Epson Stylus Photo P50 review
piezo inkjet, 37ppm print speed, USB, 450x289x187mm
Epson's Stylus Photo P50 is one of the single-function inkjet printers available today. There's no scanner, card reader or even a PictBridge USB port for direct camera printing; just a simple USB connection to a single PC. As you might expect, it's smaller than most MFPs, but only just – showing just how compact the contact image sensor (CIS) scanners fitted to modern MFPs are.
Given the P50's comparative lack of features, it's surprising that it isn't cheaper. While it's basic, though, the print engine itself is reasonably well-specified. Epson's 5,760x1,440dpi may be outclassed – on paper at least – by most competitors, but this printer's 1.5 picolitre minimum droplet size is still very competitive. In theory, these small droplets are less visible as grain. This isn't the only six-ink printer around, but while others use grey or a choice of black inks, the six cartridges in Epson's printers contain black, cyan, magenta, yellow, light cyan and light magenta; a more conventional arrangement. With lighter versions of cyan and magenta, individual dots of ink contrast less strongly with the white paper behind them, which again should have the effect of reducing visible grain in the lightest regions.
While the new Stylus Photo PX720W marks something of a departure for Epson, there's an immediate sense of familiarity with this printer. Although it's made from high-quality plastics and has an attractive, dimpled finish to the lid, the underpinnings seem little changed from those in other single-function Epson photo printers we've reviewed. This isn't necessarily a bad thing; the P50's internals are the same as the obsolete Stylus Photo R360, our current reference A4 photo printer.
We've often experienced below-average text quality from Epson photo printers, and the P50 is no exception. Our first print tests were so poor that we ran the print-head alignment routine from the driver. Unlike most devices here, this is a manual process that requires you to choose the best-quality blocks from a single sheet containing several examples. While it did narrowly improve the output, the P50 still produced the worst quality text. Characters weren't as jet black as those from the HP or Canon printers, while their outlines had a slightly hairy appearance that betrayed their inkjet origins. Draft text was particularly poor, with characters comprising alternate lines of black and brown. On some rows characters had been 'torn' out of vertical alignment.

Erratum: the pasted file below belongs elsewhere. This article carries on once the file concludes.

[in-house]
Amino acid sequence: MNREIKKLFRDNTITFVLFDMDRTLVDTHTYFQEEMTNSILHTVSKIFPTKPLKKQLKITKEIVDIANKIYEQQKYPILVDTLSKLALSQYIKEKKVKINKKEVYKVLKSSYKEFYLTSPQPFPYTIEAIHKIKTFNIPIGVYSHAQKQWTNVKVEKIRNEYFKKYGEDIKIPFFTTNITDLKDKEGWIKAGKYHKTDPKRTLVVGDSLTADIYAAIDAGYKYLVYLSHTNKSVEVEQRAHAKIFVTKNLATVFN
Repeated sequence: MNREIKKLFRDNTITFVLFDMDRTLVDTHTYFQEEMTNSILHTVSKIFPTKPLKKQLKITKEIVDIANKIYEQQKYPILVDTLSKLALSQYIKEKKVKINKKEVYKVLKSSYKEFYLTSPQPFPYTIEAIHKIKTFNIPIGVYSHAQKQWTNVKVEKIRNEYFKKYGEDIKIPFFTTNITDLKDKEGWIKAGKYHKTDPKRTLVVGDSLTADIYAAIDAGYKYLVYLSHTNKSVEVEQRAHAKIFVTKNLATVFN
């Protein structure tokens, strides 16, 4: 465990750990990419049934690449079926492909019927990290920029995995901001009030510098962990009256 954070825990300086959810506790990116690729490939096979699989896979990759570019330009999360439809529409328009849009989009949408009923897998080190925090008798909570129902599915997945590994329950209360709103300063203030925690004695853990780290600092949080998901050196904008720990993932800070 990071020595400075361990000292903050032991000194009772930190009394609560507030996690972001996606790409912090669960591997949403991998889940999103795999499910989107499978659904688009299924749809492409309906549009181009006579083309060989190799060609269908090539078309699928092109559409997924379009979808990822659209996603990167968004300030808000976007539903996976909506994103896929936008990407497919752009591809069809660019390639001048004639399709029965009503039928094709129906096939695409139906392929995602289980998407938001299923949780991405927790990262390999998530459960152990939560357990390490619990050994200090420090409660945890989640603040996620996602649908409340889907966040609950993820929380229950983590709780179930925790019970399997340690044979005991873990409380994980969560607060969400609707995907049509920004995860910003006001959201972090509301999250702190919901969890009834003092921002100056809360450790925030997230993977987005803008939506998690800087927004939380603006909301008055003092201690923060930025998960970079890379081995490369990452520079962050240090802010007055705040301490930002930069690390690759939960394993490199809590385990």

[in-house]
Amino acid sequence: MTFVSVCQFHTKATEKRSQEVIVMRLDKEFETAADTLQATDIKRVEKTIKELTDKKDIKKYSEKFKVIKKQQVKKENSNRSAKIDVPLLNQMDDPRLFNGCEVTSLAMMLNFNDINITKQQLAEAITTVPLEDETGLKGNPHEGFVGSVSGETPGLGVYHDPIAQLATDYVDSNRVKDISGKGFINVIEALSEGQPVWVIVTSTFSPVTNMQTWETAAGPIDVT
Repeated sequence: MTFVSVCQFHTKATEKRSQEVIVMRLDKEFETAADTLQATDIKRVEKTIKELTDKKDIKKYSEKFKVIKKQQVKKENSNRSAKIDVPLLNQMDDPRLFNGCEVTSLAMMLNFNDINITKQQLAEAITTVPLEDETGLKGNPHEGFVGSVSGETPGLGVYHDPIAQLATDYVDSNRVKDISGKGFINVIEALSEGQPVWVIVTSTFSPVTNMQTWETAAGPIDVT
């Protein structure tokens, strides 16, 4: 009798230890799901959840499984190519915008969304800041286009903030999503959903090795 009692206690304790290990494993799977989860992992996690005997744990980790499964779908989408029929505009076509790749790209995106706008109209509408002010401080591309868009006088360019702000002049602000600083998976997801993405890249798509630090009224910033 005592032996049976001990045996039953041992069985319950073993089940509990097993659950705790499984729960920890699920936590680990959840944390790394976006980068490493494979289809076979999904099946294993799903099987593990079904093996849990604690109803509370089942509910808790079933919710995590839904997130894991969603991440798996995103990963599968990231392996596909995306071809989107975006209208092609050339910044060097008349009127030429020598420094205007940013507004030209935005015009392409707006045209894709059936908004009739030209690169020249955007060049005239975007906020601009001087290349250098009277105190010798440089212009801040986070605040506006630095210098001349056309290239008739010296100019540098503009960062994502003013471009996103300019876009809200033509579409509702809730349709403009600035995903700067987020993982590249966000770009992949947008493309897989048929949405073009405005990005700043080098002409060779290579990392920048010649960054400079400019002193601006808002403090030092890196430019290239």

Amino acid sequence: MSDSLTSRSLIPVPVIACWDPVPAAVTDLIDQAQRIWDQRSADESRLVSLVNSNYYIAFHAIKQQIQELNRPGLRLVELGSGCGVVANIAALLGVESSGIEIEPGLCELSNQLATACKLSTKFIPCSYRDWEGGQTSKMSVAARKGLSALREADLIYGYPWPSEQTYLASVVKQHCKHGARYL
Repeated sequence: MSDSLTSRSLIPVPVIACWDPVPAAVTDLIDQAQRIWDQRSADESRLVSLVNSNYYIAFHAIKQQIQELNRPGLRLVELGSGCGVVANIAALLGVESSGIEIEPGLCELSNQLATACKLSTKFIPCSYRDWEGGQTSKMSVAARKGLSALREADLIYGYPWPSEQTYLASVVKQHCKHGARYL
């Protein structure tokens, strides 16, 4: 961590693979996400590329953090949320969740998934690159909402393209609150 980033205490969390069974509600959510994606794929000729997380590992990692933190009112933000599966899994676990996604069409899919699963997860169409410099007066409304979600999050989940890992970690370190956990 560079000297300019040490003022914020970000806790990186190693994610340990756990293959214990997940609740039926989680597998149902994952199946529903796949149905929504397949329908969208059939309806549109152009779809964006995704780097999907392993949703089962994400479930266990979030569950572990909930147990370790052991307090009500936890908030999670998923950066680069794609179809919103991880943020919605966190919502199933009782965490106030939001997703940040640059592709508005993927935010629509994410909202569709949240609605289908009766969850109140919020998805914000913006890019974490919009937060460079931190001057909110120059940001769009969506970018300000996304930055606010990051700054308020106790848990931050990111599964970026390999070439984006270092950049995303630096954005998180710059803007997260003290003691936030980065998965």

Colour prints on plain paper were better. Although blacks and other dark shades were still a little washed out, colours were accurate and there was no obvious banding or grain. However, with 24 colour pages taking just over seven minutes, this isn't the fastest document printer. Fortunately, the P50 makes a much better case for itself when printing photos. While it's not fast at its best quality, with postcard-sized prints taking two minutes each, the results are worth waiting for. Prints are crisp, revealing fine detail across light and dark areas, and on Epson's Premium gloss paper they have a convincing lab-quality finish.
Both the P50 and PX720WD use the same ink, and we tested them on the same paper. Although the results from the P50 had a slightly cooler colour balance, they matched the superb quality of those from the Stylus Photo PX720WD – with black and white shots looking particularly good. However, for this money we expect more than just great photos.